Car accident lawyer Clearwater
When you are involved in a lawsuit, whether it be from a car accident, medical malpractice, or wrongful death your case will go into litigation and both sides (the Plaintiff and the Defendant) will conduct what we call “discovery.” Discovery, in simple terms, is where the Plaintiff and the Defendant seek to investigation all claims and defenses. At this time your attorney begins to learn more about your case, as they depose doctors, parties, and witnesses. Discovery, however, is not limited to depositions, and interrogatories. It is a time where your attorney requests information directly from the opposition. When these requests fall within the scope of discovery your attorney may have to hand over what was requested. The question you may be faced with is: Do I have to turn over all the information on my Facebook?
The answer, as it often is in the legal world is, maybe. First, there is no cases law on point in Florida, this means that the appellate courts have not heard a case on this issue. So lawyers have been looking to other jurisdictions to argue their points. Without looking at other jurisdictions, which have less persuasive value to judges, let’s look at the Florida law we do have. Florida Rule of Civil Procedure 1.280 governs discovery and here’s what it says about general discovery.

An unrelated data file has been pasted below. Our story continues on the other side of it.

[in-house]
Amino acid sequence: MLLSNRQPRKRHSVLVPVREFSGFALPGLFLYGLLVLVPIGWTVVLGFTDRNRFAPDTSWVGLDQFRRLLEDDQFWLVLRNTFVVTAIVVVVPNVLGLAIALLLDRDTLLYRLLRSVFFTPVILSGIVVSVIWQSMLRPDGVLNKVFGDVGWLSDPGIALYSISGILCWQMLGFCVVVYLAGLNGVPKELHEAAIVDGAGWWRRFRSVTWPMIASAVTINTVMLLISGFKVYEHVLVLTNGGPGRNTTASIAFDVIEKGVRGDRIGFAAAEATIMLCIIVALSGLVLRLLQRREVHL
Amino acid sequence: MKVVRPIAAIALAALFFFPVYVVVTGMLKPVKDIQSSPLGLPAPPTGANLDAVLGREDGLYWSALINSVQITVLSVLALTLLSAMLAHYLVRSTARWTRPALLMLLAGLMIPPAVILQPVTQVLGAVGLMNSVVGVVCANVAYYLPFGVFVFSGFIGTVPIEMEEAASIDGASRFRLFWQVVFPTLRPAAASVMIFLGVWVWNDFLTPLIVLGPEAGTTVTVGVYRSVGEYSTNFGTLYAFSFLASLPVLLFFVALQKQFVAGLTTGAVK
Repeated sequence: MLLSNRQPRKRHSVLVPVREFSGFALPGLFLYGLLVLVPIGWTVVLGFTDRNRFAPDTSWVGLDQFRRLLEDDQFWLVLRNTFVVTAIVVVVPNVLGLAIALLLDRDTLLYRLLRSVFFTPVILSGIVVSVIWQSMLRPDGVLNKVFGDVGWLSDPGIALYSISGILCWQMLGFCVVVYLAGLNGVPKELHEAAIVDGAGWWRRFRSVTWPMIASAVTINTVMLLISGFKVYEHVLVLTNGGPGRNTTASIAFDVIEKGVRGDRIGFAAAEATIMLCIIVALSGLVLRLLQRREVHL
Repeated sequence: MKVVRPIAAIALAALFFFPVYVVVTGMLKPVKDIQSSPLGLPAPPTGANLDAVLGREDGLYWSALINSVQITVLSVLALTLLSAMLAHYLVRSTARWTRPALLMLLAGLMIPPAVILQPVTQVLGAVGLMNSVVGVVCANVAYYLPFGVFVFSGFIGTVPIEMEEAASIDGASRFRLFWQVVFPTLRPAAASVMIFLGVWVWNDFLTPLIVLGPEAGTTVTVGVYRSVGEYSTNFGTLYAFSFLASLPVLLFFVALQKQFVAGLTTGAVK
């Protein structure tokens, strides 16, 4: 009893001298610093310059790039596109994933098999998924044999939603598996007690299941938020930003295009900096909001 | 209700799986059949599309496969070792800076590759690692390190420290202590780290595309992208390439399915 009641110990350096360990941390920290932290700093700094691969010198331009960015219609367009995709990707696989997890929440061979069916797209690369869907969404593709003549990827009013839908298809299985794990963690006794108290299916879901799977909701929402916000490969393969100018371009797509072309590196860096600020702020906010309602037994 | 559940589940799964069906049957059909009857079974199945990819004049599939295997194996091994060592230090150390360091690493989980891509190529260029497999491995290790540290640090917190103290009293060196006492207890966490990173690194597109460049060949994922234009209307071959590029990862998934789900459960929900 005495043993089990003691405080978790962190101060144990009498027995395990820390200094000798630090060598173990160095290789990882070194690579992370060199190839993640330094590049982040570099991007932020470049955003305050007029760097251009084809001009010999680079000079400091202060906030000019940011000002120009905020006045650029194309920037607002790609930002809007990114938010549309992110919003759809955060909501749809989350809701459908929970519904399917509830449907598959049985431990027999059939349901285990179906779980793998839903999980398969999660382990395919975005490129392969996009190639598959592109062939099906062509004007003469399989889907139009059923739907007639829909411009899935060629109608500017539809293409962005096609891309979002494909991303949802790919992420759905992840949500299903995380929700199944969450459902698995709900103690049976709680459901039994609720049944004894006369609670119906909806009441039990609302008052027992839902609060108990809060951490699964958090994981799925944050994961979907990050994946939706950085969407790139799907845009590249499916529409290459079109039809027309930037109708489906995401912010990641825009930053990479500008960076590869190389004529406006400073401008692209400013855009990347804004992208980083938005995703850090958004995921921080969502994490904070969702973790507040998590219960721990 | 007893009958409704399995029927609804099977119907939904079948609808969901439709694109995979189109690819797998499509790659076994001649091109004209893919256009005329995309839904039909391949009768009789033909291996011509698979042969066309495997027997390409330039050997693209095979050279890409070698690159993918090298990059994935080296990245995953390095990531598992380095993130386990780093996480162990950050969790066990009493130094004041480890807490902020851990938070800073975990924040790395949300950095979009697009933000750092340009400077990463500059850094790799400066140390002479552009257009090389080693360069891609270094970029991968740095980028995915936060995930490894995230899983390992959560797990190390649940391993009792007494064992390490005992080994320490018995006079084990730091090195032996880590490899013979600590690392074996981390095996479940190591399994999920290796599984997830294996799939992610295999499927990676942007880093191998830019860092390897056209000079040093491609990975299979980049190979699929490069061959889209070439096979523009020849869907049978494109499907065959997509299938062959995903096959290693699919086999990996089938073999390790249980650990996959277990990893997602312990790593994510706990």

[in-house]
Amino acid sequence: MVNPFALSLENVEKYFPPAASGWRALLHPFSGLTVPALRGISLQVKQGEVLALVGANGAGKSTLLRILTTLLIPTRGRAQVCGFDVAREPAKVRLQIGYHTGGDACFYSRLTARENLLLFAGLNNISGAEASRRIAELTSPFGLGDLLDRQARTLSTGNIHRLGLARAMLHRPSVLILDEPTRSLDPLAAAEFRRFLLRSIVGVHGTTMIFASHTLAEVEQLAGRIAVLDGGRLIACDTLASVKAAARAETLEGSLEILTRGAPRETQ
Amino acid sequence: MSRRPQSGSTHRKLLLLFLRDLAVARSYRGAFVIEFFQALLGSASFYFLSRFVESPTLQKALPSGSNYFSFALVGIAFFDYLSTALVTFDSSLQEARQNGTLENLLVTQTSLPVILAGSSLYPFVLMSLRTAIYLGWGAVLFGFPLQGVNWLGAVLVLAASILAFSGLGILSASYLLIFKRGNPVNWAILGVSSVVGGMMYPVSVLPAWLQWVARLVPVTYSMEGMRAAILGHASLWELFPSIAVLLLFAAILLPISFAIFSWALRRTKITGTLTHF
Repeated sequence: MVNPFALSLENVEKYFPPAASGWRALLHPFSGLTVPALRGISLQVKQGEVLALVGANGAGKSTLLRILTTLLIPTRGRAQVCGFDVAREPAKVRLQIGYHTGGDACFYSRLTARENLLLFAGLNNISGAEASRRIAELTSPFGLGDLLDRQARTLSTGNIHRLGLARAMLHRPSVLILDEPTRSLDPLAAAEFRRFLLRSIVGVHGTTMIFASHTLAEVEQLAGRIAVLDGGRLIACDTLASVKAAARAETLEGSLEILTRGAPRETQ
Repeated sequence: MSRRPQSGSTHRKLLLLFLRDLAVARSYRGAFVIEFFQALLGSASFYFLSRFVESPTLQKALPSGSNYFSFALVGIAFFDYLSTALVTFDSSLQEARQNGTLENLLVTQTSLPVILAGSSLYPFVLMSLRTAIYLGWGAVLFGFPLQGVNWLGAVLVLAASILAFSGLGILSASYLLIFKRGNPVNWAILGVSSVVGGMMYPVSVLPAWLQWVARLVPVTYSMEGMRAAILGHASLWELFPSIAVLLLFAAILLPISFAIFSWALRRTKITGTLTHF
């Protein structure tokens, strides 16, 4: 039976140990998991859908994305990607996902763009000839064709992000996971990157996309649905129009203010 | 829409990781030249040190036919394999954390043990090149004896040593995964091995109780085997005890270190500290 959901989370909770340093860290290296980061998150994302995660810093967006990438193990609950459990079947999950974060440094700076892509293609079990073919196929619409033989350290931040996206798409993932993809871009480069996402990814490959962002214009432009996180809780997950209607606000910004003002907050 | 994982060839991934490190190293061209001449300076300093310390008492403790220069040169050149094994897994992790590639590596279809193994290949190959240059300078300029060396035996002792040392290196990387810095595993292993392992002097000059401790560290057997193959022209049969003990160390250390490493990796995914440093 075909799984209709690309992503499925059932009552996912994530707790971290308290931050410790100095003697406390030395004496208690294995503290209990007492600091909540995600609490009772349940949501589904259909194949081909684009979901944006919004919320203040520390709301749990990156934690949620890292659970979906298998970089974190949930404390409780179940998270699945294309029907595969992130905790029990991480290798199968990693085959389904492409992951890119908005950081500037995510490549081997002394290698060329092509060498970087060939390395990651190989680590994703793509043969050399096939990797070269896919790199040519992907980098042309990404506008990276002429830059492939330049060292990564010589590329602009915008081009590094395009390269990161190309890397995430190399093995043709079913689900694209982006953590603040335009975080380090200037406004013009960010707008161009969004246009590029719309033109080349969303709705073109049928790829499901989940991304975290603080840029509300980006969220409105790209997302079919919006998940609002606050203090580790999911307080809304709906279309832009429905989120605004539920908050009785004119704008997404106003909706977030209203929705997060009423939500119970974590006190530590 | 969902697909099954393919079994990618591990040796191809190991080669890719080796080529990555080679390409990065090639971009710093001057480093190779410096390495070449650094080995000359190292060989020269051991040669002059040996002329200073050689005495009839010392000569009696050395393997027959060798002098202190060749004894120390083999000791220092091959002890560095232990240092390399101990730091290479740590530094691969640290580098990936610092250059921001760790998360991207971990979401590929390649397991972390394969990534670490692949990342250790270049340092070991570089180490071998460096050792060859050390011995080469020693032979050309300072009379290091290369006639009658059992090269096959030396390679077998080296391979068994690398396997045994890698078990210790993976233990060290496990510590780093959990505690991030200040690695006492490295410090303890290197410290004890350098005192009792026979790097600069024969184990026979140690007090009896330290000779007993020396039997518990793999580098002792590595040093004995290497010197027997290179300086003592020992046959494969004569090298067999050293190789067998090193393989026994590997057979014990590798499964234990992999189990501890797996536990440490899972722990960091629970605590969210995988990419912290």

(b)(1) In General. Parties may obtain discovery regarding any matter, not privileged, that is relevant to the subject matter of the pending action, whether it relates to the claim or defense of the party seeking discovery or the claim or defense of any other party, including the existence, description, nature, custody, condition, and location of any books, documents, or other tangible things and the identity and location of persons having knowledge of any discoverable matter. Fla. R. Civ. P. 1.280
Moreover, the Florida Supreme Court has gone on to say that, [d]iscovery in civil cases must be relevant to the subject matter of the case and must be admissible or reasonably calculated to lead to admissible evidence.” Allstate Inc. Comp. v. Langston, 655 So. 2d 91, 94 (Fla. 1995). So, I would argue that if a party wants the others Facebook information, they ought to have something more than a suspicion that you will find something that could lead to admissible evidence on a party’s Facebook page. Without this sort of basis the opposing counsel is simply going on a fishing expedition, as defined by Blacks Law Dictionary is: an attempt, through broad discovery requests or random questions, to elicit information from another party in the hope that something relevant might be found; esp., such an attempt that exceeds the scope of discovery allowed by procedural rules.
There are many more arguments I would like to discuss on this issue because I feel it will become increasingly litigated.